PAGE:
It was clear that the new American republic would need a well-educated populace in order to make the experiment of representative democracy a success. Education was increasingly viewed as something beneficial to all of American society, rather than simply to the individuals involved. Well-educated people would vote more wisely than illiterate ones, allowing the democracy to function effectively. In addition, Americans were more likely to prosper and enjoy the fruits of their success if they were better educated.
Noah Webster's famous "Blue Back Spellers" taught millions of children standard American spelling. Officially called the American Spelling Book, it was published in 1783, and sold over a million copies. The "Blue-Back Speller" was part of the three-part A Grammatical Institute of the English Language, with a spelling book, a grammar book, and a reading book. In addition, Rev. Jedidiah Morse's Geography Made Easy, published in 1784, introduced Americans to the lands and peoples of the world.
Across the country, but especially in the North, Americans were working to establish an educational system that would benefit more than just children from privileges families. William Manning proposed that a college and grade school education should provided for all Americans which required "no student or scholar to pay anything for tuition." Jefferson favored a system a system of public education, with free education for everyone, for at least three years free, plus a mechanism to educate the most intelligent students, regardless of age, through college. In 1789, Massachusetts used tax revenue to finance public education, the first state to do so. New York opened its first free school in 1806. Dr. Benjamin Rush presented a "Plan for Establishing Public Schools" to the Pennsylvania legislature. Although it did not pass in the legislature, Rush went ahead and helped establish the Philadelphia Society for the Free Instruction of Indigent Boys.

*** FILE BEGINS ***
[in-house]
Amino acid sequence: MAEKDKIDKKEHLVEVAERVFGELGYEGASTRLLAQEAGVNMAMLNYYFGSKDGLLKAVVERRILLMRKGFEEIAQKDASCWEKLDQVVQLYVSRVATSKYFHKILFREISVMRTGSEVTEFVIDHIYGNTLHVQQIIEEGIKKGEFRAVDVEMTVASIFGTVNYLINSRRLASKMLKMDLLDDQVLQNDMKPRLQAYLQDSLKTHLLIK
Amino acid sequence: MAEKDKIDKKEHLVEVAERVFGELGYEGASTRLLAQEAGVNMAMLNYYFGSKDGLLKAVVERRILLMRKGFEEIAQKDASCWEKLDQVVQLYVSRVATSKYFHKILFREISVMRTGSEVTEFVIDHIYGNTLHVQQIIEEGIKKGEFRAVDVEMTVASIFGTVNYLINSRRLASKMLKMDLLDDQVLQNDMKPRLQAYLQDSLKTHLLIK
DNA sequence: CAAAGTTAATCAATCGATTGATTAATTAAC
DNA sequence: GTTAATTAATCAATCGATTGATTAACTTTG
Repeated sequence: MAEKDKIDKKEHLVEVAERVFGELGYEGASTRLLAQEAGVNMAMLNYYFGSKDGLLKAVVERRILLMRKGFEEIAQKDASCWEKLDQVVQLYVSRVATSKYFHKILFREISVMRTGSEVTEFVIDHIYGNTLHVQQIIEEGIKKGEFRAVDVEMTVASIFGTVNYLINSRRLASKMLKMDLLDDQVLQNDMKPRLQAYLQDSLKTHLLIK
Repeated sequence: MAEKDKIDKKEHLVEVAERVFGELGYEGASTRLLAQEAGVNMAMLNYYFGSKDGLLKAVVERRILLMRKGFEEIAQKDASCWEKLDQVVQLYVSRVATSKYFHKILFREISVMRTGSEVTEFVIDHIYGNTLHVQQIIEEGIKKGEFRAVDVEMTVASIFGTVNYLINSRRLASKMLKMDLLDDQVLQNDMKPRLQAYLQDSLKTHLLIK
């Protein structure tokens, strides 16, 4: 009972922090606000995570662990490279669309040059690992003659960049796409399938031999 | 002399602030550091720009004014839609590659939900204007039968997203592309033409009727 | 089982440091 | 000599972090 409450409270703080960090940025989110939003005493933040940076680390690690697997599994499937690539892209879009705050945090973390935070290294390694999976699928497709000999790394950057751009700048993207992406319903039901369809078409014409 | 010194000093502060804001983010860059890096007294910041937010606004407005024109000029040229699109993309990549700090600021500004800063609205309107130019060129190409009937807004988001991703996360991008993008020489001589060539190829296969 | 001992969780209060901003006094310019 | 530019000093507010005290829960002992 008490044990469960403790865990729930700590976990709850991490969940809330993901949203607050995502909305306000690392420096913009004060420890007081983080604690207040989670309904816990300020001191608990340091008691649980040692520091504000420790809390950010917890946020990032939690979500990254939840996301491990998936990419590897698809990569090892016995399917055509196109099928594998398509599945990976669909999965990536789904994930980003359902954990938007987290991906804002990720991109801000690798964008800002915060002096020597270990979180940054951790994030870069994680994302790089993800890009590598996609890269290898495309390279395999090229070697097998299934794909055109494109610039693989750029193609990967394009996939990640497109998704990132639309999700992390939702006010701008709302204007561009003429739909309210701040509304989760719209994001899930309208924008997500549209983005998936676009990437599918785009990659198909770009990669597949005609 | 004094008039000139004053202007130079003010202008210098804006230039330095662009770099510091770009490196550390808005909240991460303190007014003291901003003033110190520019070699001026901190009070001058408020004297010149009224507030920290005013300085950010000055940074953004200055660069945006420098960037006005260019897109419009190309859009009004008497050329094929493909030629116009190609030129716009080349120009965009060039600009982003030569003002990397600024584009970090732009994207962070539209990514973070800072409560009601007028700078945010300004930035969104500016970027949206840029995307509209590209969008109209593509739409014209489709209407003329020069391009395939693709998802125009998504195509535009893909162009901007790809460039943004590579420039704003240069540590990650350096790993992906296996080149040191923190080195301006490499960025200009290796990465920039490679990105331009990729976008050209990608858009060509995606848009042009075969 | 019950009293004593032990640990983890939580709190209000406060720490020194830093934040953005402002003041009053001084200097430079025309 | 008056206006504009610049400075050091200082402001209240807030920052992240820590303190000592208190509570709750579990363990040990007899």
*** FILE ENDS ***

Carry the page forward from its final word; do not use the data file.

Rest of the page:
On average, students began college at a younger age than they do now, some as young as 13. In addition to their schoolwork, college students had to memorize and live by long lists of rules. Many were fined if they were caught dancing, gambling, swearing, fighting, dueling, playing billiards, keeping a dog, breaking furniture, striking a teacher or attending the theater. They were fined $.30 for missing chapel, $3.00 for getting drunk and, at Harvard, $3.00 for going to the theater in nearby Boston. In the Boston area, at least, students were not prohibited from drinking beer, which was served in the commons. Despite all the rules, or perhaps because of them, college students were often a rowdy, protesting bunch. According to one observer: "... uprisings are not unusual in American colleges ... the students broke windows, chairs, furniture, and everything that came to their hands, and were at the point of destroying the very buildings."
Most schools offered classes in languages, basic mathematics, theology, ethics, history, geography, and Newtonian physics. Some schools taught other sciences: Yale offered mineralogy classes, and Columbia had courses in botany and
chemistry. Students could study engineering only at the U.S. Military Academy at West Point, which opened in 1802. Relatively few people went to college to study for a career - most schools were liberal arts institutions which aimed to produce well-educated people rather than skilled technicians. Job or career training usually occurred in apprenticeships, after or instead of college.